The fact that I had to leave the US still saddens me everyday. I miss my family. I miss my friends. I miss Brooklyn. I miss being a 2 1/2 or less hour flight from almost everyone that I care about deeply. I miss the security of being regarded as a US citizen entitled to the same rights and protections as everyone else. I have been dealing with the reality of this for the past few years in trying to decide whether to move out of the country to be with my partner. I was often frustrated and sad and angry and 100,000 other emotions. It didn’t totally wallop me until I was already living over here and had gone back to NC for my sister’s wedding (funny that it was for a wedding, considering the situation). I moved over here in April and went back for the wedding in May. I was thoroughly moved and touched by the open-armed acceptance of my partner and me as a couple by friends, family, family friends and relatives. It has not been an easy road, but everyone was amazing. Friends of my mom that I see every once in awhile saw my partner in the elevator of the hotel, asked if they were correct in assuming she was who they thought, and gave her huge hugs. This was not in NY or CT, this was in Winston-Salem, NC. This is only one example, but everyone there was amazingly supportive. We had a wonderful time, and it made me really happy to feel so loved and accepted. Then we got on the plane to leave. That was the moment when it walloped me. I was flying away from all of these people that love me, respect me and accept me as me, because of the law; because of the religious right that is supposed to be separate from the law. I was flooded with emotion and left the ground in Charlotte as a bawling mess.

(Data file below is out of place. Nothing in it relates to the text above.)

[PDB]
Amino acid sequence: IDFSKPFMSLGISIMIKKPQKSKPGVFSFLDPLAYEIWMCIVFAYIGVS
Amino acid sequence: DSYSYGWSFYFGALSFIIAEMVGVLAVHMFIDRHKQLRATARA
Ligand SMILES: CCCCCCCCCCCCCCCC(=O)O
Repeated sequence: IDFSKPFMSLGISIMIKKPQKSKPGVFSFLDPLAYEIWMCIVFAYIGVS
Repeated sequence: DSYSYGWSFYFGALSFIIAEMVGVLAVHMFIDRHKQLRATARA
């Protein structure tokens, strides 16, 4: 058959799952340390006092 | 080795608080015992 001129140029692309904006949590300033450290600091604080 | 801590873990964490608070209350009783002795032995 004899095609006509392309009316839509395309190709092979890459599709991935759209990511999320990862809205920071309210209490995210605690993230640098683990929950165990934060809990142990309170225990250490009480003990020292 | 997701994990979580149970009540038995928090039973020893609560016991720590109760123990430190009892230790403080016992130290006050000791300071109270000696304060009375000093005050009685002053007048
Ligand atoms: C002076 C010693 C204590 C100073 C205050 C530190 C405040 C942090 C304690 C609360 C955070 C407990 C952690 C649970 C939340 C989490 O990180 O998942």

This is why I care about the politicization of my life and my love. I hope I have opened a few eyes to the real world impact of these measures on real people’s lives. I think one of the best ways to stop the spiral toward discrimination becoming the law is to talk about the impact of all of this with people that wouldn’t otherwise think about it: co-workers, friends of friends, random people that you meet, family friends, and others. When family friends and relatives realize what the stance of the federal government has meant to me, I hope it opens their eyes to what they would never have thought about otherwise. I hope that if anything like Prop 8 ends up on the ballot in NC, they will vote no. If they do, then that is one small way in which I have contributed.

I’m going election-crazy

October 23, 2008  |  essays  |  No Comments

… but you probably already know this. There is SO MUCH I want to post and write about to encourage activism, voting, political awareness.


Free VOTE! poster from Nikki McClure, one of my favorite artists, at BuyOlympia.com.

Another campaign against Proposition 8 is keeping running list of all the upcoming No on 8 rallies, events and actions http://www.myspace.com/noonh8 and has signs, buttons and more at our not-for-profit CafePress page www.noonh8.org.

An Open Letter to Senator John McCain from Feminist Majority president Eleanor Smeal:

Dear Senator McCain,

This week you have lashed out against the “Feminist Left.” I understand your frustration. You see that women are not flocking to the McCain/Palin ticket and you don’t understand why. Allow me to illuminate you.

The truth is, Senator McCain, your candidacy is the worst for women in recent history. You thought that women would vote for you once you put a woman on your ticket. But women aren’t fooled by this tactic. Women, Senator McCain, vote on issues important to us, not on whether or not the candidate wears a skirt.

The problem, Senator McCain, is your voting record, platform, and policies. You have consistently voted wrong on issues that directly impact American women’s bank accounts, personal liberties and health.

Read the rest of the article at HuffPost, visit feministsforobama.org and the Feminist Majority blog (check out the twitter responses for “Why are you voting for Obama?” – great).

Amazing photo essay of Obama by journalist Callie Shell … I can’t stop going over and over the photographs. Some of the quotes make me teary: Several days before the primary, my cab driver told me he was going to vote for Obama but he didn’t believe a black man could win against a white man or woman. I called him after the election to see if he voted. With pride in his voice he said, “I did and I took my kid with me and the next day I told him he was right. He could be anything he wanted to be someday, even President.” (via Kottke)